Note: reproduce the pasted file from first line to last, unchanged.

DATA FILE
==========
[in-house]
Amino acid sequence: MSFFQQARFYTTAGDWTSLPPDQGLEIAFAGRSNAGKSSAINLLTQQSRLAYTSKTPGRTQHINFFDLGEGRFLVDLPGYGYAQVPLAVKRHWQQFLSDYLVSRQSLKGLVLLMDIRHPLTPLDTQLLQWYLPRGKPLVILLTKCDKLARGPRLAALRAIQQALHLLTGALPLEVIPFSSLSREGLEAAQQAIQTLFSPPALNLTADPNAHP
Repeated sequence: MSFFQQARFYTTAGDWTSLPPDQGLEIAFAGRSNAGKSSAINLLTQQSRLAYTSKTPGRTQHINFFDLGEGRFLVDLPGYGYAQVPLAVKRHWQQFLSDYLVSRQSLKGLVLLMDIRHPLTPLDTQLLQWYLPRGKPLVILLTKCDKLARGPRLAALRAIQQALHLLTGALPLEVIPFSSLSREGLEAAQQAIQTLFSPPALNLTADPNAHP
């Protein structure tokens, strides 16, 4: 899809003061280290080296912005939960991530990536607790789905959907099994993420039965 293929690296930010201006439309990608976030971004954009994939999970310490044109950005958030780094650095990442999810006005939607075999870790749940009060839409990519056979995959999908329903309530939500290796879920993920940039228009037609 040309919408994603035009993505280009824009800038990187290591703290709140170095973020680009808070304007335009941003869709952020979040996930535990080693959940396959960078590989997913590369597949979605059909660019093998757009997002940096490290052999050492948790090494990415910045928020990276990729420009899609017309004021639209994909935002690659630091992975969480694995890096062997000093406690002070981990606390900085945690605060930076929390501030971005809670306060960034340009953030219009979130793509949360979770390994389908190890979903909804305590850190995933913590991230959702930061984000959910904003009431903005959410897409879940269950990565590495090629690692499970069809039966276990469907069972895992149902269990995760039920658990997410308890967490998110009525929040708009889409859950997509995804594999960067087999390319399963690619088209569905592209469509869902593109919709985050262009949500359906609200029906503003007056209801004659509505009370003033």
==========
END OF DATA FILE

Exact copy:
[in-house]
Amino acid sequence: MSFFQQARFYTTAGDWTSLPPDQGLEIAFAGRSNAGKSSAINLLTQQSRLAYTSKTPGRTQHINFFDLGEGRFLVDLPGYGYAQVPLAVKRHWQQFLSDYLVSRQSLKGLVLLMDIRHPLTPLDTQLLQWYLPRGKPLVILLTKCDKLARGPRLAALRAIQQALHLLTGALPLEVIPFSSLSREGLEAAQQAIQTLFSPPALNLTADPNAHP
Repeated sequence: MSFFQQARFYTTAGDWTSLPPDQGLEIAFAGRSNAGKSSAINLLTQQSRLAYTSKTPGRTQHINFFDLGEGRFLVDLPGYGYAQVPLAVKRHWQQFLSDYLVSRQSLKGLVLLMDIRHPLTPLDTQLLQWYLPRGKPLVILLTKCDKLARGPRLAALRAIQQALHLLTGALPLEVIPFSSLSREGLEAAQQAIQTLFSPPALNLTADPNAHP
């Protein structure tokens, strides 16, 4: 899809003061280290080296912005939960991530990536607790789905959907099994993420039965 293929690296930010201006439309990608976030971004954009994939999970310490044109950005958030780094650095990442999810006005939607075999870790749940009060839409990519056979995959999908329903309530939500290796879920993920940039228009037609 040309919408994603035009993505280009824009800038990187290591703290709140170095973020680009808070304007335009941003869709952020979040996930535990080693959940396959960078590989997913590369597949979605059909660019093998757009997002940096490290052999050492948790090494990415910045928020990276990729420009899609017309004021639209994909935002690659630091992975969480694995890096062997000093406690002070981990606390900085945690605060930076929390501030971005809670306060960034340009953030219009979130793509949360979770390994389908190890979903909804305590850190995933913590991230959702930061984000959910904003009431903005959410897409879940269950990565590495090629690692499970069809039966276990469907069972895992149902269990995760039920658990997410308890967490998110009525929040708009889409859950997509995804594999960067087999390319399963690619088209569905592209469509869902593109919709985050262009949500359906609200029906503003007056209801004659509505009370003033």